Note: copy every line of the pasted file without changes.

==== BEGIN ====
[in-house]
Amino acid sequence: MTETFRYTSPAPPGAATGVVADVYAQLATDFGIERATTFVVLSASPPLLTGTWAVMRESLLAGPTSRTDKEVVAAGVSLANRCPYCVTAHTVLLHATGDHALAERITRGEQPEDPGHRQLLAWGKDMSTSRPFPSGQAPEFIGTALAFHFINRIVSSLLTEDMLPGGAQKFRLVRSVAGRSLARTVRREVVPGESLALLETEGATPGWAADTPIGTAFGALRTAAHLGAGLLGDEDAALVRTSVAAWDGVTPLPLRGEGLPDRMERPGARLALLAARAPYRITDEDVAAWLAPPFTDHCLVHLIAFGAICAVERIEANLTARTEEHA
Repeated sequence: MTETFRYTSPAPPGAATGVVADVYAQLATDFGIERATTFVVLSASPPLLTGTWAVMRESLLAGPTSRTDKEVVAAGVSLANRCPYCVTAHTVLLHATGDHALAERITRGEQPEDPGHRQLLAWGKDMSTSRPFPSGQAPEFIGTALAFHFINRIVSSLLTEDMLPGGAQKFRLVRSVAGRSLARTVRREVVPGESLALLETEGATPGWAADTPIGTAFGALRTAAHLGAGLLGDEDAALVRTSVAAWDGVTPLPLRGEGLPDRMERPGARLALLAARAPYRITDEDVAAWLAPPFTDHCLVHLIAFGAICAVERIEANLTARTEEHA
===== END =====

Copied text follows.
[in-house]
Amino acid sequence: MTETFRYTSPAPPGAATGVVADVYAQLATDFGIERATTFVVLSASPPLLTGTWAVMRESLLAGPTSRTDKEVVAAGVSLANRCPYCVTAHTVLLHATGDHALAERITRGEQPEDPGHRQLLAWGKDMSTSRPFPSGQAPEFIGTALAFHFINRIVSSLLTEDMLPGGAQKFRLVRSVAGRSLARTVRREVVPGESLALLETEGATPGWAADTPIGTAFGALRTAAHLGAGLLGDEDAALVRTSVAAWDGVTPLPLRGEGLPDRMERPGARLALLAARAPYRITDEDVAAWLAPPFTDHCLVHLIAFGAICAVERIEANLTARTEEHA
Repeated sequence: MTETFRYTSPAPPGAATGVVADVYAQLATDFGIERATTFVVLSASPPLLTGTWAVMRESLLAGPTSRTDKEVVAAGVSLANRCPYCVTAHTVLLHATGDHALAERITRGEQPEDPGHRQLLAWGKDMSTSRPFPSGQAPEFIGTALAFHFINRIVSSLLTEDMLPGGAQKFRLVRSVAGRSLARTVRREVVPGESLALLETEGATPGWAADTPIGTAFGALRTAAHLGAGLLGDEDAALVRTSVAAWDGVTPLPLRGEGLPDRMERPGARLALLAARAPYRITDEDVAAWLAPPFTDHCLVHLIAFGAICAVERIEANLTARTEEHA